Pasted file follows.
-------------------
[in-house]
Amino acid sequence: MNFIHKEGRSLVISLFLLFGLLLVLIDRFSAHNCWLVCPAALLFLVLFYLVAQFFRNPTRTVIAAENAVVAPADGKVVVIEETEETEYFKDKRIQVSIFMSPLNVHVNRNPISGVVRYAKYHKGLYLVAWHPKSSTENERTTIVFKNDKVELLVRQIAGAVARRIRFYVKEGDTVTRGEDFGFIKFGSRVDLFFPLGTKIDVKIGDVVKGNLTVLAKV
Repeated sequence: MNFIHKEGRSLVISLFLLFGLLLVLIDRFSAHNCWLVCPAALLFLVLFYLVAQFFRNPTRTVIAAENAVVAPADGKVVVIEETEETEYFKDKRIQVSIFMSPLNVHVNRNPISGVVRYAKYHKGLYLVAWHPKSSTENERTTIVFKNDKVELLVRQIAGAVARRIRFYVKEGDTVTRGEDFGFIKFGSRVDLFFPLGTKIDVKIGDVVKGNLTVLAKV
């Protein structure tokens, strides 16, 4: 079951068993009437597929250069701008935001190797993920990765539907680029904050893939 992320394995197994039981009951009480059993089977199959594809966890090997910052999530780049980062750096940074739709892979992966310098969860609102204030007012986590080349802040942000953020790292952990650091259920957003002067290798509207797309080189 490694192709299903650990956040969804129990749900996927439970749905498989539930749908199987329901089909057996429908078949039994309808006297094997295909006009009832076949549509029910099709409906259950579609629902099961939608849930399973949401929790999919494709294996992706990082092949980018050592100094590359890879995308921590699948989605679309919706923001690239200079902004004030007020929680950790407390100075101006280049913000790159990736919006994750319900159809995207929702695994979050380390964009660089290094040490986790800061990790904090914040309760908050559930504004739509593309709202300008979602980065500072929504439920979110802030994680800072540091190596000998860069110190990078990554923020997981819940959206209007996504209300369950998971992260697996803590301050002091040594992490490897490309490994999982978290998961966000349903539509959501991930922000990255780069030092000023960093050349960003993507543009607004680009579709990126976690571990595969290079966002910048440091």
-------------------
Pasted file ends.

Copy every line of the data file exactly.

[in-house]
Amino acid sequence: MNFIHKEGRSLVISLFLLFGLLLVLIDRFSAHNCWLVCPAALLFLVLFYLVAQFFRNPTRTVIAAENAVVAPADGKVVVIEETEETEYFKDKRIQVSIFMSPLNVHVNRNPISGVVRYAKYHKGLYLVAWHPKSSTENERTTIVFKNDKVELLVRQIAGAVARRIRFYVKEGDTVTRGEDFGFIKFGSRVDLFFPLGTKIDVKIGDVVKGNLTVLAKV
Repeated sequence: MNFIHKEGRSLVISLFLLFGLLLVLIDRFSAHNCWLVCPAALLFLVLFYLVAQFFRNPTRTVIAAENAVVAPADGKVVVIEETEETEYFKDKRIQVSIFMSPLNVHVNRNPISGVVRYAKYHKGLYLVAWHPKSSTENERTTIVFKNDKVELLVRQIAGAVARRIRFYVKEGDTVTRGEDFGFIKFGSRVDLFFPLGTKIDVKIGDVVKGNLTVLAKV
């Protein structure tokens, strides 16, 4: 079951068993009437597929250069701008935001190797993920990765539907680029904050893939 992320394995197994039981009951009480059993089977199959594809966890090997910052999530780049980062750096940074739709892979992966310098969860609102204030007012986590080349802040942000953020790292952990650091259920957003002067290798509207797309080189 490694192709299903650990956040969804129990749900996927439970749905498989539930749908199987329901089909057996429908078949039994309808006297094997295909006009009832076949549509029910099709409906259950579609629902099961939608849930399973949401929790999919494709294996992706990082092949980018050592100094590359890879995308921590699948989605679309919706923001690239200079902004004030007020929680950790407390100075101006280049913000790159990736919006994750319900159809995207929702695994979050380390964009660089290094040490986790800061990790904090914040309760908050559930504004739509593309709202300008979602980065500072929504439920979110802030994680800072540091190596000998860069110190990078990554923020997981819940959206209007996504209300369950998971992260697996803590301050002091040594992490490897490309490994999982978290998961966000349903539509959501991930922000990255780069030092000023960093050349960003993507543009607004680009579709990126976690571990595969290079966002910048440091």